Because there needs to be a direct wire connection between MIDI devices, it actually makes this much easier, but you just need to plan ahead a little.  For simple systems, setting up will be a quick foundation for more complex and growing systems.  In the most basic systems, you will have a controller or device that will transmit MIDI to another receiving device that will be able to respond to the MIDI data.  If you only have one controller, trigger or MIDI device, there is nothing to set up.

So we have examples of MIDI-equipped devices that will be the Master in our set up.  Words like ‘Controller,’ ‘Keyboard’, ‘Triggers’, ‘Percussion Pads’, ‘Lighting Boards’ can be translated into the devices we will play or perform on.  Keyboards can be used to trigger drum or trumpet sounds or even light boards……..  Drum Triggers can be used to play loops or sampled sounds.  Keep in mind MIDI will transmit (and/or record) the physical performance to other devices.

To make sure each device ignores the data going to other devices – yes, remember the 16 channels traveling through each MIDI cable?  Here they come in handy.

If we go back to the basic setup, the Master can be set to transmit MIDI to those possible channels in a number of ways including;

  1. Send No Signal at all (OFF)
  2. Send to any one of the 16 channels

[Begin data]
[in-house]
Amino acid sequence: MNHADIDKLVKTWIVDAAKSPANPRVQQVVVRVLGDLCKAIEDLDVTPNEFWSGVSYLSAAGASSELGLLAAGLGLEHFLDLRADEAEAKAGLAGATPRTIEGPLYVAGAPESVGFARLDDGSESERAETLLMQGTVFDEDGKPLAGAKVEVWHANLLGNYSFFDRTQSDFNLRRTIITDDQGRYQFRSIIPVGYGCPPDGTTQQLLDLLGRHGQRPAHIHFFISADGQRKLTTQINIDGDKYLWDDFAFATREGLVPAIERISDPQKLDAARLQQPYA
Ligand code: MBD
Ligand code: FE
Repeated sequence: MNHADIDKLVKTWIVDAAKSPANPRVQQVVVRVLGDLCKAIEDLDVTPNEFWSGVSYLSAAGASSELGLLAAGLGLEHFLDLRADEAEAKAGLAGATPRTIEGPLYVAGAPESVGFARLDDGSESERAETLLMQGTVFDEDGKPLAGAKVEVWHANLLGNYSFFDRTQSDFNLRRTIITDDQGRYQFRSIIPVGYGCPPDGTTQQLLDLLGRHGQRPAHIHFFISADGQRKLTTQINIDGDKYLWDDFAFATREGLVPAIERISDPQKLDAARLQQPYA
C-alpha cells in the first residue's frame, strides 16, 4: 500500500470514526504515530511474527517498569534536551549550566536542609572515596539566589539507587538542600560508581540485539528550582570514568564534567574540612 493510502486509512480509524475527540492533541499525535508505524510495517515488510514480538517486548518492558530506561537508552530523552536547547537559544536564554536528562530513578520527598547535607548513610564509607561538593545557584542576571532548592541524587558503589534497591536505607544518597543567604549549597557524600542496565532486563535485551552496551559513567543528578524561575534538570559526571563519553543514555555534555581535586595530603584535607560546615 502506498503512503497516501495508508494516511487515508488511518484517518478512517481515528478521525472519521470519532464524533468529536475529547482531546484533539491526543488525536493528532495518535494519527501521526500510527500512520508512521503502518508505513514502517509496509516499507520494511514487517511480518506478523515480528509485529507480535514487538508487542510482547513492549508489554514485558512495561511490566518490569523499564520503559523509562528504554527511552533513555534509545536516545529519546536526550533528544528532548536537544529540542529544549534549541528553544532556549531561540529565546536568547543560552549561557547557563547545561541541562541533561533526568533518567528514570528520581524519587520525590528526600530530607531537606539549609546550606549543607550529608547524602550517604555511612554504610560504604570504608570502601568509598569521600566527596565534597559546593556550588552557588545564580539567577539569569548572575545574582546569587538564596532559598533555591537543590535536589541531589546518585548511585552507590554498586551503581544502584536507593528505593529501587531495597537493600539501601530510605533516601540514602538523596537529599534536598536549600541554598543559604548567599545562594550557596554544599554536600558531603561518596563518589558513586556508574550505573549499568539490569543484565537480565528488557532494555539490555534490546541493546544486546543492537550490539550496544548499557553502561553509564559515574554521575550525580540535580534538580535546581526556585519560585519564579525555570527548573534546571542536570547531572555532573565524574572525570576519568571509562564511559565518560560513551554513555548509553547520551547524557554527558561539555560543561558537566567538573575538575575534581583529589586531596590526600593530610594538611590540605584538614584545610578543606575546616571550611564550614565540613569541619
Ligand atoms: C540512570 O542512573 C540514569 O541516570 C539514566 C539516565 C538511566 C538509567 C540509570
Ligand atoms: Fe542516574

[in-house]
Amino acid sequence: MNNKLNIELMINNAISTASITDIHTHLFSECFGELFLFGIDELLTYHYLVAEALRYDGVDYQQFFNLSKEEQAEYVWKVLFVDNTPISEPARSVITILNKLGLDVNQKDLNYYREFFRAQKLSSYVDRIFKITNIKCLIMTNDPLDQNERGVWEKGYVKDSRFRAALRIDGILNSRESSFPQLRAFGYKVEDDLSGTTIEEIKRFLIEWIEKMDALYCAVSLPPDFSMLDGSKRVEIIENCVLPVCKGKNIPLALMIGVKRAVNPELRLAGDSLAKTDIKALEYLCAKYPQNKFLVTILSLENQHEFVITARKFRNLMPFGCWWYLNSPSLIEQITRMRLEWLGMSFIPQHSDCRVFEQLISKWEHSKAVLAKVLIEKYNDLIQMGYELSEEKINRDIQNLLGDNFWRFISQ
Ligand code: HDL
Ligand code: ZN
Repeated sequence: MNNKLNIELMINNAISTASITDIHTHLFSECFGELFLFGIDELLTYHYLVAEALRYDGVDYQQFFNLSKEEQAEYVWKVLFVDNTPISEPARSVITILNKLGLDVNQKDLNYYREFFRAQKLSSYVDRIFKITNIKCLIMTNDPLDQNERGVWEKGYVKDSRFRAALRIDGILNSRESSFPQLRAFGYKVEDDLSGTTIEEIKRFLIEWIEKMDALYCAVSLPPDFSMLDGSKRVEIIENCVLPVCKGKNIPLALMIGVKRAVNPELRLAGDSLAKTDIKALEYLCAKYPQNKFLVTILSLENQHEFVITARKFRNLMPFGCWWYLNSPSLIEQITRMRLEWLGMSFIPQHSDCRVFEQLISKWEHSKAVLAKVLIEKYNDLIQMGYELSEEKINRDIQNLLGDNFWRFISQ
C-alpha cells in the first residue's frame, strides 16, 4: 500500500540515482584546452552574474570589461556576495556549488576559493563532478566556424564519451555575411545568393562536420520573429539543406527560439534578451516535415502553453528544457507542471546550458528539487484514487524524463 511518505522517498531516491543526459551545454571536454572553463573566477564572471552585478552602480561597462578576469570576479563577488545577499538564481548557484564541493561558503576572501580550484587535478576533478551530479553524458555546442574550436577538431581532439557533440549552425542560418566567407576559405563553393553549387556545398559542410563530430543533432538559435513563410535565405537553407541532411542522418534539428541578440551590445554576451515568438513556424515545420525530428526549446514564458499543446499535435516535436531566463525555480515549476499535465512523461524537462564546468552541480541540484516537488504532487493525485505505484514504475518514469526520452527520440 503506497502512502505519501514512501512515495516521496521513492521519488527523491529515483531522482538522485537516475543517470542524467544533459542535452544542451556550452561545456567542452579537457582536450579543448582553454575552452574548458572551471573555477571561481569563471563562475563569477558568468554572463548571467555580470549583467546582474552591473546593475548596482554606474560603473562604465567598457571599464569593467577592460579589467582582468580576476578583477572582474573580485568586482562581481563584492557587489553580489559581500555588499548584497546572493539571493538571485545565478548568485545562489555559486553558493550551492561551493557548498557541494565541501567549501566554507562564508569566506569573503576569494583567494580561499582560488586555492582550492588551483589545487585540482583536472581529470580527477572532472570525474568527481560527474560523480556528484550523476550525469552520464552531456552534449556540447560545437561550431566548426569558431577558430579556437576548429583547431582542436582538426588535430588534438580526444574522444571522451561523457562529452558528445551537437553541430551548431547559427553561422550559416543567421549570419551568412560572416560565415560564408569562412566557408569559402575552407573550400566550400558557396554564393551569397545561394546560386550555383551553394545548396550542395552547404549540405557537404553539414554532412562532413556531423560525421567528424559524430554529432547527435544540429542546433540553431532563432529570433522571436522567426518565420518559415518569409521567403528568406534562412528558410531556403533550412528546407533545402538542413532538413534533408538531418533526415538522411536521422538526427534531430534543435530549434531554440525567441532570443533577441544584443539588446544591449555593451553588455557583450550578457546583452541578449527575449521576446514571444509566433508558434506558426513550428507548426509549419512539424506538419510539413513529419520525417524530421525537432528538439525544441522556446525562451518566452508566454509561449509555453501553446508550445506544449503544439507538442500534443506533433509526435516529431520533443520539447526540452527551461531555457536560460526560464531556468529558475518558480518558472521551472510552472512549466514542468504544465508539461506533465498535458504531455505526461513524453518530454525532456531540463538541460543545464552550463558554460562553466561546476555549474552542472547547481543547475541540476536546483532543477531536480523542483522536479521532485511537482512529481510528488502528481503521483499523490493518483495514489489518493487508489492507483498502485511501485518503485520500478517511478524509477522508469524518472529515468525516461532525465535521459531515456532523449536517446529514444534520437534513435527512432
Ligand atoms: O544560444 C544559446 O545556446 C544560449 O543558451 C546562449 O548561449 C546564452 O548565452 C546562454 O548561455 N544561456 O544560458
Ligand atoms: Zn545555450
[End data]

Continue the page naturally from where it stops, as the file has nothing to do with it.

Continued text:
3. Send to more than one channel

So first, we want the Master to talk to one external MIDI device.  As long as the Master and the receiving device are set to the same channel, the device will respond to information from the selected channel(s).  It is easy to start with channel 1, and many manufacturers will set their default to transmit on channel 1.

There are always exceptions and some become standard features by popularity.  Drum machines were commonly used on channel 10.  So connecting a drum machine or percussion triggers to a ‘drum module‘, use channel 10.

Most MIDI receiver devices will be able to respond to signals in a number of ways including;

  1. No channels (OFF)
  2. Listen to any one channel at a time
  3. Omni – listen to all 16 channels at once

If you have problems getting receiving device to respond, try #3 above.

As we add devices we can +1 on the Master out channel to send to other devices now in the chain of MIDI cables connecting each device as described briefly earlier.  Set each new receiving device to listen to that channel only (in common and standard systems).

Next series let’s go over recording and playing MIDI performances.

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